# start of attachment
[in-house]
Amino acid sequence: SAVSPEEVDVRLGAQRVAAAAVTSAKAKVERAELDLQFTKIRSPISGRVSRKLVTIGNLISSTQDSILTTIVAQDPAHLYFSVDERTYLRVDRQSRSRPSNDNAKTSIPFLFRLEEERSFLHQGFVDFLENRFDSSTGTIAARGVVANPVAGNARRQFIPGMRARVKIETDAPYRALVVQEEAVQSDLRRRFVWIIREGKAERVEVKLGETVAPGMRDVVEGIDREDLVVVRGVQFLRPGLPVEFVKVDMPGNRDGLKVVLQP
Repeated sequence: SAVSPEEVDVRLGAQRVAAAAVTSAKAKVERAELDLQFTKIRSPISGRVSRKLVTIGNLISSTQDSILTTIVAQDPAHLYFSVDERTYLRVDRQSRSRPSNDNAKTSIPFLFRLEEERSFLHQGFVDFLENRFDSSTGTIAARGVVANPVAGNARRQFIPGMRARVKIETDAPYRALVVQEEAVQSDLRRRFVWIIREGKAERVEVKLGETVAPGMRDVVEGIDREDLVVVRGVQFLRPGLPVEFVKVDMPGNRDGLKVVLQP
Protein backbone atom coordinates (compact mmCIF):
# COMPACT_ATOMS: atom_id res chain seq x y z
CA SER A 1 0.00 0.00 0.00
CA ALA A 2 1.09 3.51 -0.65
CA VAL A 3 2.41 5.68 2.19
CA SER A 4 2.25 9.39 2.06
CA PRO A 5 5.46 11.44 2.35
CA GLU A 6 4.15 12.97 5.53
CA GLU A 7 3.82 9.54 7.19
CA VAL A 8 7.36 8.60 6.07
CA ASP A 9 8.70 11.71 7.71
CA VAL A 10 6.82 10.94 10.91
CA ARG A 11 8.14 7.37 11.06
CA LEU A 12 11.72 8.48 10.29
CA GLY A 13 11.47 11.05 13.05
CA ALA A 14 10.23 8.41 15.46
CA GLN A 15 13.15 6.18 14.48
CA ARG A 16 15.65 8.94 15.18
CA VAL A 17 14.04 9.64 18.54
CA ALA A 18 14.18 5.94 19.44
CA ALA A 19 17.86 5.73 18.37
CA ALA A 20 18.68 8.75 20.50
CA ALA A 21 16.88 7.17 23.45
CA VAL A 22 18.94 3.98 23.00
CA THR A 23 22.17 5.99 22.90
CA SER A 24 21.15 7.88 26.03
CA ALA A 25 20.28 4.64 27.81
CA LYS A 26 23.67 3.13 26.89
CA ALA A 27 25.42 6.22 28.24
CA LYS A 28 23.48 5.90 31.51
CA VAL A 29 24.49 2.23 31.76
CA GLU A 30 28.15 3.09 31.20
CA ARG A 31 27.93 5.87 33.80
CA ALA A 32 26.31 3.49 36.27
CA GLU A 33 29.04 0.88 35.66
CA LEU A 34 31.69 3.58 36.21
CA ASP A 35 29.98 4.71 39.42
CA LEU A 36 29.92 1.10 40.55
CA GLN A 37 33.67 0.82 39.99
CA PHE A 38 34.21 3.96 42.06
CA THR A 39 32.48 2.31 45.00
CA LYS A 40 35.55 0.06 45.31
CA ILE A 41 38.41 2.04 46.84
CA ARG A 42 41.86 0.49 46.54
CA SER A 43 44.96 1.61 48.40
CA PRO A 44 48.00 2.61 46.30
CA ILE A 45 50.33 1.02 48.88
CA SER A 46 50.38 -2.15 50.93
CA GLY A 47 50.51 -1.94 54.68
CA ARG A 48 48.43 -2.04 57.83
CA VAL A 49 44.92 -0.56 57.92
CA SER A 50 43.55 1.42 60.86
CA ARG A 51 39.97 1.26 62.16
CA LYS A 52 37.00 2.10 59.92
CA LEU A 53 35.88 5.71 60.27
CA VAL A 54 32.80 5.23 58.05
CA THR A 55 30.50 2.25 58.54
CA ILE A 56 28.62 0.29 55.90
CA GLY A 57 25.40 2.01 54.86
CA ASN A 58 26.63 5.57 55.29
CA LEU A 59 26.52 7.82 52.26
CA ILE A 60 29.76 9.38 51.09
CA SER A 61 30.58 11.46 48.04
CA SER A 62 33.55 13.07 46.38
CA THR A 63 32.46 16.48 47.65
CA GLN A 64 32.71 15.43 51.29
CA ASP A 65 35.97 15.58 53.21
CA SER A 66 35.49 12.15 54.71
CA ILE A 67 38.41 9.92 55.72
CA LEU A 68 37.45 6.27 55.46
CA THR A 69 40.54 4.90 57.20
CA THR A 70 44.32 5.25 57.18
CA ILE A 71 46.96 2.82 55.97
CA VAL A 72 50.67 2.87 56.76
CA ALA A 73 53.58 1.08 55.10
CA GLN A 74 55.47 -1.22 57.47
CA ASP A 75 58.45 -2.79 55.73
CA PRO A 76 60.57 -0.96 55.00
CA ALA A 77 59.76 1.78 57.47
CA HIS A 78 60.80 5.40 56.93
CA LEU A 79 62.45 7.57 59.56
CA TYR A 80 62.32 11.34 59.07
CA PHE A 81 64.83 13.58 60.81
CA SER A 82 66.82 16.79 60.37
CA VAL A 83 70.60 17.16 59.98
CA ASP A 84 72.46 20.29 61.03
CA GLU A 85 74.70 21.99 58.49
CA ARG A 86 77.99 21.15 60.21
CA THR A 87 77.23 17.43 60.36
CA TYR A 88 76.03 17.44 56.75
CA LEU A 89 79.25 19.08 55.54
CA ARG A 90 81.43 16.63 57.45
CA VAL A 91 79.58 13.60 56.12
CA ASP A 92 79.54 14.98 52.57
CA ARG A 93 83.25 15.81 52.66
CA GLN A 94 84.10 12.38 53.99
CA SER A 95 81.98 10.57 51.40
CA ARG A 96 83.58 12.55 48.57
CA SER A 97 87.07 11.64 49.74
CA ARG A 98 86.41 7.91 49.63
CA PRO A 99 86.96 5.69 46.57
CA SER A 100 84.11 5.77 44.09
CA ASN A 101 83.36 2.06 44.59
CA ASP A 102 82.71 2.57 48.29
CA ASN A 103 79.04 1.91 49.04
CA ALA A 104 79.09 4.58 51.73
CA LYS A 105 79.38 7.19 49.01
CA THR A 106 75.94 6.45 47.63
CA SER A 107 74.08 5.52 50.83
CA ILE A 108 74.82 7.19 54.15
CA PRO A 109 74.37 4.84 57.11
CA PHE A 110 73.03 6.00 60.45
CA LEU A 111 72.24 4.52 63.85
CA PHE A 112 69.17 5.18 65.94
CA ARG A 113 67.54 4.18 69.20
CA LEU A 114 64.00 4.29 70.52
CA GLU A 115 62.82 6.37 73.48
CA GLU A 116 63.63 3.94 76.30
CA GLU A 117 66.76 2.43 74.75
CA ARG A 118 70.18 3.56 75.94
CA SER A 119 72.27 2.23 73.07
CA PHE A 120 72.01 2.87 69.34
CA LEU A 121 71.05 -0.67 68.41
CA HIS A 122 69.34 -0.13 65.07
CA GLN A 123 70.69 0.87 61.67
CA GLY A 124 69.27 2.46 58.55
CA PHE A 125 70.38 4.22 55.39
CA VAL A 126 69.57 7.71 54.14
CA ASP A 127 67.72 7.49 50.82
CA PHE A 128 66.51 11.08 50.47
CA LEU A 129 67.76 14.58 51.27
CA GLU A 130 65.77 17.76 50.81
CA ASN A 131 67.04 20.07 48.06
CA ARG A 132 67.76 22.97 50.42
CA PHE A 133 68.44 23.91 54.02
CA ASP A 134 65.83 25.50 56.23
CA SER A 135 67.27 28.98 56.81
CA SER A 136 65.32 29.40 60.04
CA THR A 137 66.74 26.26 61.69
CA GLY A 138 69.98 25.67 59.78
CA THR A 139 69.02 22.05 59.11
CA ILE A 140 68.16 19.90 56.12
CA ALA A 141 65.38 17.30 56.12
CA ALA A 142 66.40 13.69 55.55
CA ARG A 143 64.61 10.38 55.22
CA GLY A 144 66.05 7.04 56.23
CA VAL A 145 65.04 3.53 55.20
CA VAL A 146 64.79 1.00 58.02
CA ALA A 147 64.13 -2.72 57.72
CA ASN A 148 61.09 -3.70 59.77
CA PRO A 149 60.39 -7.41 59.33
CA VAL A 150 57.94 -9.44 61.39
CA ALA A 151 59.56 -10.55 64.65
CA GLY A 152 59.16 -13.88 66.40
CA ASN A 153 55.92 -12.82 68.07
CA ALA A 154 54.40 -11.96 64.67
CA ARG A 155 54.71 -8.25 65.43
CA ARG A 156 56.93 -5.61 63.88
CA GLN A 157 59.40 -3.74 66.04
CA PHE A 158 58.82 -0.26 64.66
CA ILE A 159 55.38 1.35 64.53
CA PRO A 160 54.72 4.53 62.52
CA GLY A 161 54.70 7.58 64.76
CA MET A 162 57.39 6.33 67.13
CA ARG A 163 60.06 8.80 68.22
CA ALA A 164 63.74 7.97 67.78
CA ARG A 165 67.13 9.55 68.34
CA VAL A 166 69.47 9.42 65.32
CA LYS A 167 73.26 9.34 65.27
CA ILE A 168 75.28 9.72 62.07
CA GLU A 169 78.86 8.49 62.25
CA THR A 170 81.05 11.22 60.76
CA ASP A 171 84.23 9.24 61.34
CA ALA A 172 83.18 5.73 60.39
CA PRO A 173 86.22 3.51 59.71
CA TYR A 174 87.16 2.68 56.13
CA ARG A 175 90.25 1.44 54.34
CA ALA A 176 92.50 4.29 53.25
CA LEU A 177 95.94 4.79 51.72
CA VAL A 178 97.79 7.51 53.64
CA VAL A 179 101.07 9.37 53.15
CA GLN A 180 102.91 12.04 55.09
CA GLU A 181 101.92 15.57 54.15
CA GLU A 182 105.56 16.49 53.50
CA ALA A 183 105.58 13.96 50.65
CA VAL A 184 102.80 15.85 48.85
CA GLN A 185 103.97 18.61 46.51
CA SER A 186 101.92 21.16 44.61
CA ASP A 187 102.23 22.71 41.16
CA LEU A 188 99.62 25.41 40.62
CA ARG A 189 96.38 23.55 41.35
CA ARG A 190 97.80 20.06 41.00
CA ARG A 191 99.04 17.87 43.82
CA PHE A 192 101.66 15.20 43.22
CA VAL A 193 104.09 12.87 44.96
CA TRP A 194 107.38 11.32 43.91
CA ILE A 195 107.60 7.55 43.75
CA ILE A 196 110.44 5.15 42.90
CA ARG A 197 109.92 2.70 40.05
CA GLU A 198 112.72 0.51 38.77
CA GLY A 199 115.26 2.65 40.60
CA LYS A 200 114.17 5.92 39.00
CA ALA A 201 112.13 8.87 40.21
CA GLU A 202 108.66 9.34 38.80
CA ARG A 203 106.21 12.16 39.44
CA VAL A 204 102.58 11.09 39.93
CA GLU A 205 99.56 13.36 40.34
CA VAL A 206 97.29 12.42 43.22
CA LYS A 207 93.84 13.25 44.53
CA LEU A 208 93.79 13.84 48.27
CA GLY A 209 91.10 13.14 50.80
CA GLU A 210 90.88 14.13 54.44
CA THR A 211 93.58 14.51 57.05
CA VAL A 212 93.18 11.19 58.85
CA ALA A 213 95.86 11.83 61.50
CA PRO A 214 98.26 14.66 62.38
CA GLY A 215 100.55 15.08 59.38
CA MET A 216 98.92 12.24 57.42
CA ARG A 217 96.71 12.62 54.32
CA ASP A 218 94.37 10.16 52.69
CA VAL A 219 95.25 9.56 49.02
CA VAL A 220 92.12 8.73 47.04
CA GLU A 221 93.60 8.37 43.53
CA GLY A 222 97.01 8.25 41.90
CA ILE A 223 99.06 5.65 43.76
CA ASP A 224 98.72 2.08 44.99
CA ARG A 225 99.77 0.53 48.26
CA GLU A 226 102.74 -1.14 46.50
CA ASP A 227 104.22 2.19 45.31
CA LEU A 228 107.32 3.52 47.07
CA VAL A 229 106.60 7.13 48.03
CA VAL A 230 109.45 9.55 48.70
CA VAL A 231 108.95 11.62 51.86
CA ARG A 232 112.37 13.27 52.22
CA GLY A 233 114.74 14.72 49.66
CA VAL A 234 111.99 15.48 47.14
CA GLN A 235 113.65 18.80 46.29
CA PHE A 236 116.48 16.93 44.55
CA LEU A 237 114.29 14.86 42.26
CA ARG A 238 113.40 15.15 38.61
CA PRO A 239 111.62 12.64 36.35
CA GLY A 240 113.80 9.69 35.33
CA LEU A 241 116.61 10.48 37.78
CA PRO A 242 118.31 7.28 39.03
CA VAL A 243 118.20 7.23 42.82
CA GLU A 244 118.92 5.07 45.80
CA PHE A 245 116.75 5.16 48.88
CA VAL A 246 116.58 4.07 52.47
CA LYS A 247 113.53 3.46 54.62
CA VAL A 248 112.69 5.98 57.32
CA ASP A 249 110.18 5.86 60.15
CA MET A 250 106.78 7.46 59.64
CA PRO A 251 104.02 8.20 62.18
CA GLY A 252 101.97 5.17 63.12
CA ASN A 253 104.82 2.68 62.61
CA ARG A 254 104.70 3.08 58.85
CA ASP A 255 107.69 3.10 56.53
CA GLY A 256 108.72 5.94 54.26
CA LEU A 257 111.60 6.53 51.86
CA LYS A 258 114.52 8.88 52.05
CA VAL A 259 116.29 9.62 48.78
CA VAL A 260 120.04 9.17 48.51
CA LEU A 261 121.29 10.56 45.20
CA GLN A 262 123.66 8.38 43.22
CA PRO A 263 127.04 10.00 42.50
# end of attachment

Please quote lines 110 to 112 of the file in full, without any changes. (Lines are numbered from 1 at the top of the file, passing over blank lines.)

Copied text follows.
CA LYS A 105 79.38 7.19 49.01
CA THR A 106 75.94 6.45 47.63
CA SER A 107 74.08 5.52 50.83